Mental Health — Why it’s Important for Teachers and Students Alike
Our mental health impacts our physical health and overall well-being. Someone struggling with mental health issues such as anxiety, depression, an eating disorder or addiction can find it difficult to maintain focus, find motivation for tasks and relate to peers and colleagues. The effects of mental health on our mood and ability to function throughout the day can impact all aspects of our lives. Good mental health is just as important for teachers and students as it is for the rest of the population.
The importance of mental health for students
Mental illness affects many students today. Pressures from home, their studies, and financial responsibilities can cause students to feel overwhelmed and become so anxious, education becomes a struggle. According to research, one in four students have a diagnosable mental illness, yet 40% don’t seek help.
Our mental health has a direct impact on our ability to take in new information, understand new concepts and master new skills. When struggling with depression, anxiety or other mental health issues, working on assignments and attending classes can become impossible. According to the Association for University and College Counseling Centre Directors (AUCCCD), depression is the number one reason students drop out of school.
While a certain level of anxiety and stress can be helpful in prompting students to study for exams or complete assignments on time, consistently high levels of anxiety and anxiety disorders such as Generalized Anxiety Disorder, Obsessive-Compulsive Disorder, and Social Anxiety Disorder, can be debilitating. Anxiety disorders are the most common mental health issue in the US and affect around 2.6 million children and adolescents.
The importance of mental health in teachers
Teaching is one of the most stressful professions. An educator work-life survey of FTE teachers across the US found 1.86 million described their mental health as ‘not good’. 61% reported they are always, or often managing high levels of stress over a 30 day period. Given the pressures teachers are required to work under — economic inequality, increasing mental health issues for students, declining resources and increasing demands of their job — it’s not surprising many teachers struggle with their own mental health along with that of their students.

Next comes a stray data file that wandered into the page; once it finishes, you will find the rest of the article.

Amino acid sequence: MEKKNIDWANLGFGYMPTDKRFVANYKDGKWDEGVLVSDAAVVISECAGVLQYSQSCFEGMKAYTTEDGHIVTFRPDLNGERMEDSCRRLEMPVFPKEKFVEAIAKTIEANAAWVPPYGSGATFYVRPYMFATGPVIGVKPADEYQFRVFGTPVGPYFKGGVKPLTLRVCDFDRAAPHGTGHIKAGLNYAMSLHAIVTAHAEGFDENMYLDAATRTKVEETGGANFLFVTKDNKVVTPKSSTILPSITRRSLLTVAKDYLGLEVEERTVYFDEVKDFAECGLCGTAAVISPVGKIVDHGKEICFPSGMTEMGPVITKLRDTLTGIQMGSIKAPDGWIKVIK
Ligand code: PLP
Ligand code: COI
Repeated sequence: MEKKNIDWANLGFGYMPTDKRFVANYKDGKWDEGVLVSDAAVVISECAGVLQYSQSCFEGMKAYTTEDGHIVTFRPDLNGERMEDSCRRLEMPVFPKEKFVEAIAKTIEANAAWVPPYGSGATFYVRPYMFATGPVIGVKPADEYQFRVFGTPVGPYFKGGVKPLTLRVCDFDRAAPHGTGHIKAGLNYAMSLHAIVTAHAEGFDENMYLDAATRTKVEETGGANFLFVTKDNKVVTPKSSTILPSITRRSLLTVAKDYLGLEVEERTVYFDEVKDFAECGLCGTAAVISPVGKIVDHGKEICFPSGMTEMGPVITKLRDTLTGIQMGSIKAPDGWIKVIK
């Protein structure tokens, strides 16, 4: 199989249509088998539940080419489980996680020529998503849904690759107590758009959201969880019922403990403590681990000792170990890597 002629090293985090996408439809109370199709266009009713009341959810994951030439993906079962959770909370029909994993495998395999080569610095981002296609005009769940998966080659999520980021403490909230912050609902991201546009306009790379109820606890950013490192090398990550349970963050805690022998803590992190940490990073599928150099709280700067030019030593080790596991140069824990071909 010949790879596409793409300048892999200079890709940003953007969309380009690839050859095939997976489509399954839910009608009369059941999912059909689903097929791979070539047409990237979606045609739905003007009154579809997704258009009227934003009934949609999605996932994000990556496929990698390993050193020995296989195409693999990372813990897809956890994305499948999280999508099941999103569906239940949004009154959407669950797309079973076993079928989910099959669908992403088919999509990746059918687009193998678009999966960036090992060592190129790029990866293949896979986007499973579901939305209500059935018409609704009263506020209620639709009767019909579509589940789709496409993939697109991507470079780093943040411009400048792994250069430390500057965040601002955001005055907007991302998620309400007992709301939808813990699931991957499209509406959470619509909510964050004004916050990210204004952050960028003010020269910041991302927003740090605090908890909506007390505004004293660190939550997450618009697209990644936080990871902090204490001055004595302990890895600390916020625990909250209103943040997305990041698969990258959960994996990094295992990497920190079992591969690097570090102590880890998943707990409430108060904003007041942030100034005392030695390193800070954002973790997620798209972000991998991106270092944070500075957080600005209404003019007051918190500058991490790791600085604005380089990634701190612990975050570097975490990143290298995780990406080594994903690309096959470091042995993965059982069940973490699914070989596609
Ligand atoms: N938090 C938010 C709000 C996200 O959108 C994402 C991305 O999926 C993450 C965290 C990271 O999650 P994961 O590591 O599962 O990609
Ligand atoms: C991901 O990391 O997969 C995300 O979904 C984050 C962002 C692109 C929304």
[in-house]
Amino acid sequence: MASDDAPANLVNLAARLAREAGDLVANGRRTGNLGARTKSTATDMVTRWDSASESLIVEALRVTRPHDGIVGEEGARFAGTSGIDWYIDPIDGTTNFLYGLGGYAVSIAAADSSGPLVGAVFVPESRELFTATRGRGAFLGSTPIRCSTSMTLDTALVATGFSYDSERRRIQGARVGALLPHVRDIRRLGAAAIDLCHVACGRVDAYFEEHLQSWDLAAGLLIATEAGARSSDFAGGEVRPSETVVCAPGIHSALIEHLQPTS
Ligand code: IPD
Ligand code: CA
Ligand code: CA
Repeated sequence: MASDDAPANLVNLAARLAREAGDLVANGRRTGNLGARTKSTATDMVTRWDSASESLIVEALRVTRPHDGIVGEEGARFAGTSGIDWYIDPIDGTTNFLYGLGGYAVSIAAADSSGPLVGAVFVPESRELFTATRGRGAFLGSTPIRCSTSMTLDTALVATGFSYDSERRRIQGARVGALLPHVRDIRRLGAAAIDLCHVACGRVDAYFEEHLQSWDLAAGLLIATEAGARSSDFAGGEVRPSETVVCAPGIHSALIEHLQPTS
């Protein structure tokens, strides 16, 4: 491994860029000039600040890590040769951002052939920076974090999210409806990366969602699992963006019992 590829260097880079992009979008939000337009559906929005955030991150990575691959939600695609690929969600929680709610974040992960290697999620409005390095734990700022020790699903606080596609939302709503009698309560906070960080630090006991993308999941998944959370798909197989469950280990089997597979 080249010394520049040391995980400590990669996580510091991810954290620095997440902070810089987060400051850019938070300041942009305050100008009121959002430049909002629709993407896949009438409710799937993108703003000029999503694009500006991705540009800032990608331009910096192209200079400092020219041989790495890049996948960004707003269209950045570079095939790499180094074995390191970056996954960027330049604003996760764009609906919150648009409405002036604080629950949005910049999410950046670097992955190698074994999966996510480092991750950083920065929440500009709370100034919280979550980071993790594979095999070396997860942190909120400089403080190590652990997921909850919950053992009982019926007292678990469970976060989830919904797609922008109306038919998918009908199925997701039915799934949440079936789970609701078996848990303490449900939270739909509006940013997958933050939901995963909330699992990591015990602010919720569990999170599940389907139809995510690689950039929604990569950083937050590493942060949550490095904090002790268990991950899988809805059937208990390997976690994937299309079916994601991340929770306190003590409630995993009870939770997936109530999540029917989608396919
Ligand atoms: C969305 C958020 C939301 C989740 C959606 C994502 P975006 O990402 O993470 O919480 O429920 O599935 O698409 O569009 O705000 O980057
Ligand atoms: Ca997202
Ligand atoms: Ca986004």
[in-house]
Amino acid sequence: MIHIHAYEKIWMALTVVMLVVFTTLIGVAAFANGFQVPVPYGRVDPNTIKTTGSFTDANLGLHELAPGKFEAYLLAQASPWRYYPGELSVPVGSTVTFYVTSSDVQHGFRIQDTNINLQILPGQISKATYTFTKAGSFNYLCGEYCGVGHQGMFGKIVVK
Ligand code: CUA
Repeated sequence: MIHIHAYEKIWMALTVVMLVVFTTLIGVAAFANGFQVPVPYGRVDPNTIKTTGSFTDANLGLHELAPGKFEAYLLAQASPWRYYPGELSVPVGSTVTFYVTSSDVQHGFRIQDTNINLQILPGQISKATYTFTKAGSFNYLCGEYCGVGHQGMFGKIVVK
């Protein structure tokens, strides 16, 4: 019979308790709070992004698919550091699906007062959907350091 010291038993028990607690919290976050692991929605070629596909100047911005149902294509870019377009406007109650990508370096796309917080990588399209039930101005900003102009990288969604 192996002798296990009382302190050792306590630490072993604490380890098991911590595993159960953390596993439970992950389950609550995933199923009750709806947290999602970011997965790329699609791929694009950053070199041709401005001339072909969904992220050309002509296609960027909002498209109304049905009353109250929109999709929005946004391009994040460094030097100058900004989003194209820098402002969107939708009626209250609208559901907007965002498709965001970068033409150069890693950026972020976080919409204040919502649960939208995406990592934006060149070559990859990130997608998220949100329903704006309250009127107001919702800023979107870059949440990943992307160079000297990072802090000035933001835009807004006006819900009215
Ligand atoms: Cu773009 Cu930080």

The poor mental health of teachers isn’t only a personal concern for them, it adversely affects their student’s levels of achievement and increases costs for schools. Given the important role that teachers play in the lives of children, young adults, and wider society, it’s imperative that their mental health is supported to prevent issues and help is provided when problems do arise.
How to improve mental health in schools
Improving mental health in schools has a number of benefits — a higher rate of teacher retention, increasing levels of achievement for students and lower dropout rates for students to name a few. Focusing on the need for improving mental health in schools is just the start. Looking after our mental health can begin at school (or at home) but should be a part of all aspects of our lives.
Teaching stress reduction techniques, removing the stigma around mental health with open discussions on these topics, prioritizing wellness by ensuring we get enough sleep, adopting a growth mindset towards learning and teaching, focusing on gratitude and having clear boundaries between school and the rest of our lives can all help to improve mental health in our schools for students and teachers alike.
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